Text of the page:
Wednesday, December 24, 2008

Stupid Human Tricks in Peer Review

I felt like peer review is under attack after reading the second Slashdot article in as many days (1 and 2) about embarrassing failures in peer review of scientific journals/conference articles. The Sokal affair is a pretty well publicized hoax along these lines. The perpetrator wanted to prove a point that articles on post-modern cultural studies were indistinguishable from gobbledygook, surprising no-one outside the field, he was right!

It seems like the above two recent occurrences demonstrate that peer review is in need of an overhaul (or at least a minor upgrade). The second story is about a paper generated by a context free grammar being accepted to a conference. It seems like therein lies a clue to a possible solution.

We need some way to score the "goodness" of a reviewer's work. It's intractable to focus on creating an algorithm for finding "good" original research papers, that basically amounts to implementing some sort of beyond the state-of-the-art artificial intelligence.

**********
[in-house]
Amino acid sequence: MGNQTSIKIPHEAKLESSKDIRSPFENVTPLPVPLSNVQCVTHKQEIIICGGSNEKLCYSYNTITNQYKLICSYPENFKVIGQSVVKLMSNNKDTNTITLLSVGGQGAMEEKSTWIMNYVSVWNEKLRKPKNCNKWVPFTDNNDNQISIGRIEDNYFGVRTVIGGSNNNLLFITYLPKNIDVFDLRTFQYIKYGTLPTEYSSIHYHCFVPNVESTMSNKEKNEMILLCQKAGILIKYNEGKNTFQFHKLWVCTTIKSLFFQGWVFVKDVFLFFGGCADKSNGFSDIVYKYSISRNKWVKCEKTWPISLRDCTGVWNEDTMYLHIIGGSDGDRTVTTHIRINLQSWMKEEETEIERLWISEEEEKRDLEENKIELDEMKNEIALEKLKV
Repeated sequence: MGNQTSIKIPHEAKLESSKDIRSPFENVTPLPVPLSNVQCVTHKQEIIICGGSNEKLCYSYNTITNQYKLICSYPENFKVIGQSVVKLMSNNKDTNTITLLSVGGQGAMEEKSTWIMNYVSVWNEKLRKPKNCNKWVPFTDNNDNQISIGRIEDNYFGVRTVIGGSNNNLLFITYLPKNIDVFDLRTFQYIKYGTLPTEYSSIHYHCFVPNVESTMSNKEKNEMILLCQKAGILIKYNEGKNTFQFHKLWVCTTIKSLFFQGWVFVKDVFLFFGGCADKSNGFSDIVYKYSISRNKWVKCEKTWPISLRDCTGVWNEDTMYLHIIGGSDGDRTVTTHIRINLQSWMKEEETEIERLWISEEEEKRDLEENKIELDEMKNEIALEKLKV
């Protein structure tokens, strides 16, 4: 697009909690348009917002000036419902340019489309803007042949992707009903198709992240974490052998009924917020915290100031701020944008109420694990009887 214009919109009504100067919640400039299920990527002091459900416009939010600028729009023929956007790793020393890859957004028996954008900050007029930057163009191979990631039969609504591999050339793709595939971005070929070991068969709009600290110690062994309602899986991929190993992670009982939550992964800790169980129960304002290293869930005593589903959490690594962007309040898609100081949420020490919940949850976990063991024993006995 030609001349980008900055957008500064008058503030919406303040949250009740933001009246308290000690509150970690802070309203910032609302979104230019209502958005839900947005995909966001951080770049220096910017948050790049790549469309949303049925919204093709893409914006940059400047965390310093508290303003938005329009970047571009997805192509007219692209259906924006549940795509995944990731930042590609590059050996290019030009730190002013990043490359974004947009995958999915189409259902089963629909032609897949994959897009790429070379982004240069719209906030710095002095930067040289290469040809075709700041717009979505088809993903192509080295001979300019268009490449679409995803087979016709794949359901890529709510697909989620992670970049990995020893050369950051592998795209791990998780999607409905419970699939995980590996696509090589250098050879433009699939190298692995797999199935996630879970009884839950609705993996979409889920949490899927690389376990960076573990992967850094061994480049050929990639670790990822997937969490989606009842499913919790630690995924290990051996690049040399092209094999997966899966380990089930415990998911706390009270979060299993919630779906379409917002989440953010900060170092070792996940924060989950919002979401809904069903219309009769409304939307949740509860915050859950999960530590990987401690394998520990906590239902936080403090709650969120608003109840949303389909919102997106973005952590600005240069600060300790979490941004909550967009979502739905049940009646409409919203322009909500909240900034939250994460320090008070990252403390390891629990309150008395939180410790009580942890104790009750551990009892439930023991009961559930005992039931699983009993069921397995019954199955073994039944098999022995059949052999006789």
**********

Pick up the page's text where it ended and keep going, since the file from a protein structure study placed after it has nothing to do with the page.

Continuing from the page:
What about focusing on "badness"? What if a certain percentage of the articles sent to a reviewer are generated by a context free grammar trained on the archives of relevant journals. These are now known "bad" articles. If the reviewer passes these papers on to publication or presentation then his reputation/score as a reviewer drops. It would need to be a double-blind process. Neither the reviewer nor the institution sending articles for review should know which are true papers and which are generated.

This would be a simple way to check and see if reviewers were paying attention, though it would increase the work-load on a group of folks who are not reimbursed for their time reviewing articles. It would probably improve the results of peer review though, especially if the fact that someone passed along a bogus paper were publicized in the journal itself, right after that page in the front that lists all of the editors and whatnot.

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